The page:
“What gets measured, gets done!” Or so the saying goes. Similarly, I’ve heard the expression, “It’s not what you expect, but what you inspect.”  Whatever your favorite expression, we acknowledge the importance of measurement. Leading change efforts should be no different, it is important that we learn to measure what we do and take the time to do it right.

What Do I Measure?

The simple answer to the question is measure what you care about and what is critical to success. It might seem like what we care about and what is critical to success are the same thing, but that is not always true. From a purely personal standpoint, many people in business are good at measuring personal income as a success measure for their careers but they forget to measure whether or not they are happy in the process.  In a business context, the implementation of a new process might be critical to the overall project success, but caring about the effect that this new process is having on headcount might be more important.  Similarly, I might care about how a particular technology is working (what I care about), but I should not forget to measure whether that technology is delivering the intended benefit to the company (what is critical). As a general rule, we think about certain types of measures as being important considerations to help projects account for both what they care about and what is critical.

  • Behavioral measures – what behaviors will we see that tell us that people are changing their behavior?
  • Process measures – do the processes being put in place work and deliver as designed or do they need to be adjusted?
  • Leading measures – what milestones or interim signs are there that tell me we are headed toward a good outcome or that things we care about are OK?
  • Lagging measures (or outcome measures) – how do will we know whether the change delivers on its intended benefit or promised outcome?
  • Sustainability measures – how will we measure whether or not we have created a sustainable change, one that improves outcomes for either people, planet or profit (hopefully all three) without decreasing outcomes for either of the other two categories (people, planet, profit)?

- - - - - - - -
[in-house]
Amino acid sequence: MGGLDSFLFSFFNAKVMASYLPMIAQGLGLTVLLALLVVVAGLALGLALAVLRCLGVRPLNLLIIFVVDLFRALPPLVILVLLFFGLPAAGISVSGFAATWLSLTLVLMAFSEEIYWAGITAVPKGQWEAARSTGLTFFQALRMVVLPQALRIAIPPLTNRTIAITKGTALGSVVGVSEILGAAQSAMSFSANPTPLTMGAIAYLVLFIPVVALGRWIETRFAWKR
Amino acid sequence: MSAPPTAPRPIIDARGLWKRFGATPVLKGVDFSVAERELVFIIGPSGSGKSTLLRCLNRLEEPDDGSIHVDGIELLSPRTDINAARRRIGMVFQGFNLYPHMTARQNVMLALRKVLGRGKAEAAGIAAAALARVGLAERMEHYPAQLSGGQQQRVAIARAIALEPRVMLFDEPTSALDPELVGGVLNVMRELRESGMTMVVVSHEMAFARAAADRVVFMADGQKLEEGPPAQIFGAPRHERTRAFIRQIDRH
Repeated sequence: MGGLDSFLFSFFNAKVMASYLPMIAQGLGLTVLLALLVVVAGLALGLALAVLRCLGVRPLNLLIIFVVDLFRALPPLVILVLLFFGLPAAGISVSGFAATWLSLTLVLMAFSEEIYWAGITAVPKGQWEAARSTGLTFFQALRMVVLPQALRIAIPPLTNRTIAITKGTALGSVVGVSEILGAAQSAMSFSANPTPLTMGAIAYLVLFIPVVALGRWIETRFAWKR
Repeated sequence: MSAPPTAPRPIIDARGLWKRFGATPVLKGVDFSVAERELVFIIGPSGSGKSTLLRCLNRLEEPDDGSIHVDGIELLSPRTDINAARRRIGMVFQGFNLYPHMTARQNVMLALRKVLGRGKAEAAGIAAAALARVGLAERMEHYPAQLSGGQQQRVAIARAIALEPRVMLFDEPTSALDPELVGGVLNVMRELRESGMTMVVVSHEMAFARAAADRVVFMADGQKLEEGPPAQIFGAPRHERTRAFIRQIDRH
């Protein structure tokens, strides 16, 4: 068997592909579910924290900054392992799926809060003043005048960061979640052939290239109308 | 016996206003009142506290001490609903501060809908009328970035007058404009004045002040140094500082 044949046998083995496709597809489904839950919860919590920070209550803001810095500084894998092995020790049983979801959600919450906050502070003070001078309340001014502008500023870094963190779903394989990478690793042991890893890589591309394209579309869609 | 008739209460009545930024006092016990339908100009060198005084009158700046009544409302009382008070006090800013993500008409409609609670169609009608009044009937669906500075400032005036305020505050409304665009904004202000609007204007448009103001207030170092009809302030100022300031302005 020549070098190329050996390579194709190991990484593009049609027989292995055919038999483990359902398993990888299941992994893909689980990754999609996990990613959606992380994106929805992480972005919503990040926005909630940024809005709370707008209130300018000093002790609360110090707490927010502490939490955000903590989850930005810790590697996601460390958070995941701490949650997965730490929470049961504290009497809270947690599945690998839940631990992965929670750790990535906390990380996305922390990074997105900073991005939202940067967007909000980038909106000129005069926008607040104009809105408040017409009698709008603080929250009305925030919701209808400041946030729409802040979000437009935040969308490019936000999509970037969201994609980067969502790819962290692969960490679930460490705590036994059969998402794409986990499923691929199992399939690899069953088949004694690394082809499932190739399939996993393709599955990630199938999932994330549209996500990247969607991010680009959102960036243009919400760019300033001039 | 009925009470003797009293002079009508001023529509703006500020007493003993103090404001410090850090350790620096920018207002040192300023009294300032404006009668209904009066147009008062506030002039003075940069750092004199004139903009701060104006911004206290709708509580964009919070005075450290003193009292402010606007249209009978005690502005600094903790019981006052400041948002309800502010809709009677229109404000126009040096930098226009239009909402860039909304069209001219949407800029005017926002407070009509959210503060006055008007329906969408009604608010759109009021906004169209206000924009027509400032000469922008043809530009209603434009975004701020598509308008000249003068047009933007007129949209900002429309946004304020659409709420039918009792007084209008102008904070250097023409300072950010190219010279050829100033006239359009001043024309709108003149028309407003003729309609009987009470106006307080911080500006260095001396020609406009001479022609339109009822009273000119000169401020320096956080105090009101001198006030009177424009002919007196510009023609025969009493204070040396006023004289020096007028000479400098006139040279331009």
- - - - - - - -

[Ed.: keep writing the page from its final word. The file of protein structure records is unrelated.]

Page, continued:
How Many Measures?

The fewer the better.  Start with the end in mind and determine what is really important, what you really care about and what is really critical to success. Those should be few in number. There is no one right answer, but I would think five or fewer measures are appropriate. Those are most likely the lagging measures, the outcomes that you desire. Working back from that point it is likely that you may have two to three times as many measures. As you get closer to the outcomes desired the number of metrics will decrease. For example, if the desired outcome is a faster response to customer inquiries, you’ll need to work back with interim measures that show whether the new technology is working as planned, whether the customer representatives are displaying the right behaviors, and whether the customer satisfaction is increasing or decreasing. As the technology demonstrates it is working, and the customer representatives are demonstrating the desired behaviors, your attention will turn to the overall outcome measure of response to customer inquiries. Initially, as you begin the change, your customer response rate may decrease, but as employees become familiar with what to do and which tools are available, that time should improve. That is why interim or leading indicators become so important because the lagging or outcome measures are harder to see clearly at the beginning of a change.

Benefits of Measures

Strategically, measures help focus people’s attention and provide a clear view of what the future looks like. All too often organizations set out on a change program to “improve the bottom line,” but people aren’t sure what that means. Leaders need to provide clear direction, and at least one part of that clear direction is to provide a measure so employees and leaders alike know what is expected and what success looks like. At the tactical level, thorough, well thought-out measurement programs have the ability to uncover unintended consequences, identify bottlenecks, and forecast potential areas of challenge, so that astute change leaders can adapt and adjust appropriately.

Whether your change program is big or small, strategic or tactical, a good measurement program can be your ally. We measure budget, we measure task completion, why not take the time to understand what is really important and what really matters and measure that as well. Why not measure success? Why not measure behavior? Why not measure sustainability?

Need some help figuring out which measures lead to what is really important? Give us a call. We’re Expressworks and we know that change is inevitable, but results…are intentional. Be intentional about your measurement program.

If you’d like to learn more, check out the remaining 7 best practices of change: Sponsorship, Planning and Modification, Competency Development, Reinforcement, Communication, Engagement, and Clear Direction